legitimate entity.” Despite the information obtained from LocatePlus’s former audit
engagement partner, L & H accepted LocatePlus as an audit client.
After accepting LocatePlus as an audit client, L & H designated the company a “high-risk
audit client.” The planning workpapers for the engagement required the audit team to “use
extensive care” in auditing the company. Howley was appointed to serve as the audit
engagement partner, while Wood served as the concurring partner on the engagement.
Red Flags Discovered During 2005
During their 2005 reviews of LocatePlus’s quarterly financial statements, L & H auditors
“became aware of multiple red flags concerning the revenue recognized from Omni Data
and the resulting receivable on LocatePlus’s balance sheet.” In June 2005, Howley noted in
an email he sent to James Fields that Omni Data was not included on a government website
that supposedly listed all corporations domiciled in its home state. More troubling was the
fact that the L & H auditors could not find a website for that company “despite the fact that
Omni Data was purportedly a business doing data sales over the Internet.” Fields
subsequently told Howley that Omni Data did not have a website because the company was
“trying to keep a low profile.”
In August 2005, a former member of LocatePlus’s board of directors contacted Howley and
made disturbing allegations regarding the reliability of the company’s accounting records.
Over the next several months, this individual contacted Howley on “numerous occasions”
and made similar statements to him. The individual’s most serious allegation was that Omni
Data did not exist. Among other evidence to support this claim, he pointed out that the
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alleged President of Omni Data knew “nothing” about the company and that she was a
ballet teacher who had previously been Latorella’s girlfriend. Howley informed Wood of each
of the successive messages he received from the former board member and forwarded that
individual’s allegations to the chairman of LocatePlus’s audit committee. Howley then
recommended that the audit committee chairman arrange a meeting of the audit committee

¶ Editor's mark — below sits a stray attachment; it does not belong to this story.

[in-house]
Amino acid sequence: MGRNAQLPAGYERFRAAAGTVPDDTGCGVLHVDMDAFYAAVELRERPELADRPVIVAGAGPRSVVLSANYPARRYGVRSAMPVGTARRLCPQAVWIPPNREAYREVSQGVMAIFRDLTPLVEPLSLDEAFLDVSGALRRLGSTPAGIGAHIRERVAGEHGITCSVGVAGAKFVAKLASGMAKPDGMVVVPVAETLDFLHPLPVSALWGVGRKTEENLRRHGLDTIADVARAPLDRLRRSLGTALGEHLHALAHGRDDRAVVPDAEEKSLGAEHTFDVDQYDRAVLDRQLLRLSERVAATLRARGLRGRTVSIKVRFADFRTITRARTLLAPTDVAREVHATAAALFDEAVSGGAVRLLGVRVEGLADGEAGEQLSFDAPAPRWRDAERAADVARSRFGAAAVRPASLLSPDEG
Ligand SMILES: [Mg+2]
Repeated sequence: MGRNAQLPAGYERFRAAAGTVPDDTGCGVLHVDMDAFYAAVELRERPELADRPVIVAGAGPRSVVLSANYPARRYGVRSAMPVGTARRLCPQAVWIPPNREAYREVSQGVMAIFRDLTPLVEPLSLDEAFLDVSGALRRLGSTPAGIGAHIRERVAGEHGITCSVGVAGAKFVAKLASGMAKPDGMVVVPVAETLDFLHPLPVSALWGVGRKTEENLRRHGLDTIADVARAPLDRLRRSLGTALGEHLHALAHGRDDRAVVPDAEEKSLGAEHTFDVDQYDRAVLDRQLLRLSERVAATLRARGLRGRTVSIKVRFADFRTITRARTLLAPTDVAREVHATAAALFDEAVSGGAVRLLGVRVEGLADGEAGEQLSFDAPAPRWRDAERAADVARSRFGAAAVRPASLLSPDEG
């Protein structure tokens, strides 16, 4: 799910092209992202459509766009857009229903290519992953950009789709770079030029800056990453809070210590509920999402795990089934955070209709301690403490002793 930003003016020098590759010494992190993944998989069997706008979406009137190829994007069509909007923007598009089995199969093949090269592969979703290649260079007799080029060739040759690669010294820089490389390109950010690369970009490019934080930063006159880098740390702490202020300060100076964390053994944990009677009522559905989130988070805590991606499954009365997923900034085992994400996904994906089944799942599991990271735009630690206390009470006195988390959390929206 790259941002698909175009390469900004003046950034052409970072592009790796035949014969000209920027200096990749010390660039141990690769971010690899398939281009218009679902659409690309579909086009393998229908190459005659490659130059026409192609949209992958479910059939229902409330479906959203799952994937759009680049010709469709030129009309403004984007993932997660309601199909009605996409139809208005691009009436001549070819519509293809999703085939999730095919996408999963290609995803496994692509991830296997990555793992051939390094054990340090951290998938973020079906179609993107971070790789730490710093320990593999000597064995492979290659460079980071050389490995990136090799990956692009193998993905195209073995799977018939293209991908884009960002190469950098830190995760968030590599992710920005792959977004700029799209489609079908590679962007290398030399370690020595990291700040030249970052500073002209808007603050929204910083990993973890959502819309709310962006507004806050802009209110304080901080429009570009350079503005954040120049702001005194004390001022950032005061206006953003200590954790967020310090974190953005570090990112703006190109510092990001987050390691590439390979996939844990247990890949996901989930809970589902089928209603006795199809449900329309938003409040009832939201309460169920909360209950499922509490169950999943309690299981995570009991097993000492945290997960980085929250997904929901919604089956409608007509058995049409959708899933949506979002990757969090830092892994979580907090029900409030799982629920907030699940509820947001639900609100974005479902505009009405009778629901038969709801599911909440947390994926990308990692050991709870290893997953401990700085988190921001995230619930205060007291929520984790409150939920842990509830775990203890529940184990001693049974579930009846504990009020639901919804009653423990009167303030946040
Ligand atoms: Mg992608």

with the former board member and himself (Howley) to address the allegations. Such a
meeting never took place.
During the fraud “brainstorming session” for the 2005 LocatePlus audit, the L & H audit team
identified “overstated and/or fictitious revenues/accounts receivable” related to Omni Data
as a fraud risk factor. For the revenues LocatePlus received from its channel partners other
than Omni Data, the L & H auditors compared the “amounts billed and recognized as
revenue to LocatePlus’s data usage logs to ensure that the customer had agreed to
purchase the product and had actually used it.” This critical audit test was not applied to the
Omni Data revenues despite those revenues accounting for nearly one-third of LocatePlus’s
2005 revenues. If the auditors had applied this test to the Omni Data revenues, they would
have discovered that Omni Data never accessed the company’s online database in 2005.
In auditing the Omni Data revenues, L & H “relied on the executed agreement between
LocatePlus and Omni Data and a confirmation received from Omni Data regarding the
monies earned and owed.” In fact, both the executed agreement (contract) between the two
parties as well as the confirmation received from Omni Data were fraudulent.
As of December 31, 2005, LocatePlus’s accounting records included a $3.3 million
receivable from Omni Data that accounted for 75 percent of the company’s net receivables
and represented nearly 40 percent of its total assets. The confirmation for this large
receivable was sent to the alleged president of Omni Data. That initial confirmation was
returned as “undeliverable” by the U.S. Postal Service. After being provided with a new
address for Omni Data’s president, L & H mailed a second confirmation that was signed and
returned without any exceptions being noted.
The L & H auditors documented in their 2005 workpapers the allegations made by the
former LocatePlus board member—the principal one being that Omni Data did not exist—
but failed to rigorously investigate those allegations. For example, the SEC discovered that
the “Fraud Risk Assessment Form” included in the 2005 LocatePlus workpapers was left
blank by the L & H auditors. In fact, according to the SEC, the auditors failed to reach “any
conclusion about the merits” of the former board member’s disturbing allegations.
Lingering concern about the validity of the Omni Data revenues and receivable prompted
the L & H auditors to include specific statements regarding those items in the 2005 letter of